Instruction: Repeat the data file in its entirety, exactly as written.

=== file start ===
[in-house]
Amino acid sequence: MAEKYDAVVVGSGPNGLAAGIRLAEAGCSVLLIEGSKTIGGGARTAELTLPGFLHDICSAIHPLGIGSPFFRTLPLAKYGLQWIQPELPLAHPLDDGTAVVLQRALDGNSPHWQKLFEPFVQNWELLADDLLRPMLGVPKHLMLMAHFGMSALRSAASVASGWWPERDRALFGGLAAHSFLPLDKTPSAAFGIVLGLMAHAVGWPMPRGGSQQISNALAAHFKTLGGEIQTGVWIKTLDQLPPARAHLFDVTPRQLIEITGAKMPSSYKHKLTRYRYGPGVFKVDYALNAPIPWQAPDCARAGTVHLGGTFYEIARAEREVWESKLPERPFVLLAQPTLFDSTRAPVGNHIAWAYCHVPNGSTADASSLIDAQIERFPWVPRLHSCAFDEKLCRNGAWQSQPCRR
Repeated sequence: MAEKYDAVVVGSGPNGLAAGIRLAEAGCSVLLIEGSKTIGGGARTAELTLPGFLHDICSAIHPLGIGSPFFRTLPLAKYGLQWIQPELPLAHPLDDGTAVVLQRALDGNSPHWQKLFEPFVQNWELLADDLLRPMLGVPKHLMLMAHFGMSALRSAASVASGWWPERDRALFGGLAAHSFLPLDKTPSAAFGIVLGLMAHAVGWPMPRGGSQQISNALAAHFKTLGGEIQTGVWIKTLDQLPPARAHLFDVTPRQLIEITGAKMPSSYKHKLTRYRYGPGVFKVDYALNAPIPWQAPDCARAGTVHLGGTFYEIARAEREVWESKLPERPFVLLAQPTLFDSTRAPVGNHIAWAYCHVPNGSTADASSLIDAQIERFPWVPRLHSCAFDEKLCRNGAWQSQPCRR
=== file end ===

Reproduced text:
[in-house]
Amino acid sequence: MAEKYDAVVVGSGPNGLAAGIRLAEAGCSVLLIEGSKTIGGGARTAELTLPGFLHDICSAIHPLGIGSPFFRTLPLAKYGLQWIQPELPLAHPLDDGTAVVLQRALDGNSPHWQKLFEPFVQNWELLADDLLRPMLGVPKHLMLMAHFGMSALRSAASVASGWWPERDRALFGGLAAHSFLPLDKTPSAAFGIVLGLMAHAVGWPMPRGGSQQISNALAAHFKTLGGEIQTGVWIKTLDQLPPARAHLFDVTPRQLIEITGAKMPSSYKHKLTRYRYGPGVFKVDYALNAPIPWQAPDCARAGTVHLGGTFYEIARAEREVWESKLPERPFVLLAQPTLFDSTRAPVGNHIAWAYCHVPNGSTADASSLIDAQIERFPWVPRLHSCAFDEKLCRNGAWQSQPCRR
Repeated sequence: MAEKYDAVVVGSGPNGLAAGIRLAEAGCSVLLIEGSKTIGGGARTAELTLPGFLHDICSAIHPLGIGSPFFRTLPLAKYGLQWIQPELPLAHPLDDGTAVVLQRALDGNSPHWQKLFEPFVQNWELLADDLLRPMLGVPKHLMLMAHFGMSALRSAASVASGWWPERDRALFGGLAAHSFLPLDKTPSAAFGIVLGLMAHAVGWPMPRGGSQQISNALAAHFKTLGGEIQTGVWIKTLDQLPPARAHLFDVTPRQLIEITGAKMPSSYKHKLTRYRYGPGVFKVDYALNAPIPWQAPDCARAGTVHLGGTFYEIARAEREVWESKLPERPFVLLAQPTLFDSTRAPVGNHIAWAYCHVPNGSTADASSLIDAQIERFPWVPRLHSCAFDEKLCRNGAWQSQPCRR